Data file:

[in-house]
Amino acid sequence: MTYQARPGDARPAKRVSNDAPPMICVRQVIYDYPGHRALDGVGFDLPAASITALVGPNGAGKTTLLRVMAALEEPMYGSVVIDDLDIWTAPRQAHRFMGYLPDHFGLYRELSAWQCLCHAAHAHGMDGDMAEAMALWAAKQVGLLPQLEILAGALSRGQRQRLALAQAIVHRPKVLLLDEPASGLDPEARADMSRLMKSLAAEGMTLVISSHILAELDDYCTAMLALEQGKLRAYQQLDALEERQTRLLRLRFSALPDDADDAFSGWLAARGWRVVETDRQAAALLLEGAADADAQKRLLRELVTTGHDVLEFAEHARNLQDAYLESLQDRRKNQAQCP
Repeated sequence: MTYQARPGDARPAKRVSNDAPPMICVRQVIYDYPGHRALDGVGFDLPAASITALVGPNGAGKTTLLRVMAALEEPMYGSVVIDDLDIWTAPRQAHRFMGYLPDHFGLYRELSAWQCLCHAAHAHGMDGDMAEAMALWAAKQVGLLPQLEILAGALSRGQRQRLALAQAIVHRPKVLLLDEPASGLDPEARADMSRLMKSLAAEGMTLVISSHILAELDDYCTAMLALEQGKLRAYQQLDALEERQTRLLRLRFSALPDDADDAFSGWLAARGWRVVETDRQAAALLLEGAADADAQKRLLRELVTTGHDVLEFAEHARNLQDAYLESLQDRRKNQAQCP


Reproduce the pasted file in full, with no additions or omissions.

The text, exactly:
[in-house]
Amino acid sequence: MTYQARPGDARPAKRVSNDAPPMICVRQVIYDYPGHRALDGVGFDLPAASITALVGPNGAGKTTLLRVMAALEEPMYGSVVIDDLDIWTAPRQAHRFMGYLPDHFGLYRELSAWQCLCHAAHAHGMDGDMAEAMALWAAKQVGLLPQLEILAGALSRGQRQRLALAQAIVHRPKVLLLDEPASGLDPEARADMSRLMKSLAAEGMTLVISSHILAELDDYCTAMLALEQGKLRAYQQLDALEERQTRLLRLRFSALPDDADDAFSGWLAARGWRVVETDRQAAALLLEGAADADAQKRLLRELVTTGHDVLEFAEHARNLQDAYLESLQDRRKNQAQCP
Repeated sequence: MTYQARPGDARPAKRVSNDAPPMICVRQVIYDYPGHRALDGVGFDLPAASITALVGPNGAGKTTLLRVMAALEEPMYGSVVIDDLDIWTAPRQAHRFMGYLPDHFGLYRELSAWQCLCHAAHAHGMDGDMAEAMALWAAKQVGLLPQLEILAGALSRGQRQRLALAQAIVHRPKVLLLDEPASGLDPEARADMSRLMKSLAAEGMTLVISSHILAELDDYCTAMLALEQGKLRAYQQLDALEERQTRLLRLRFSALPDDADDAFSGWLAARGWRVVETDRQAAALLLEGAADADAQKRLLRELVTTGHDVLEFAEHARNLQDAYLESLQDRRKNQAQCP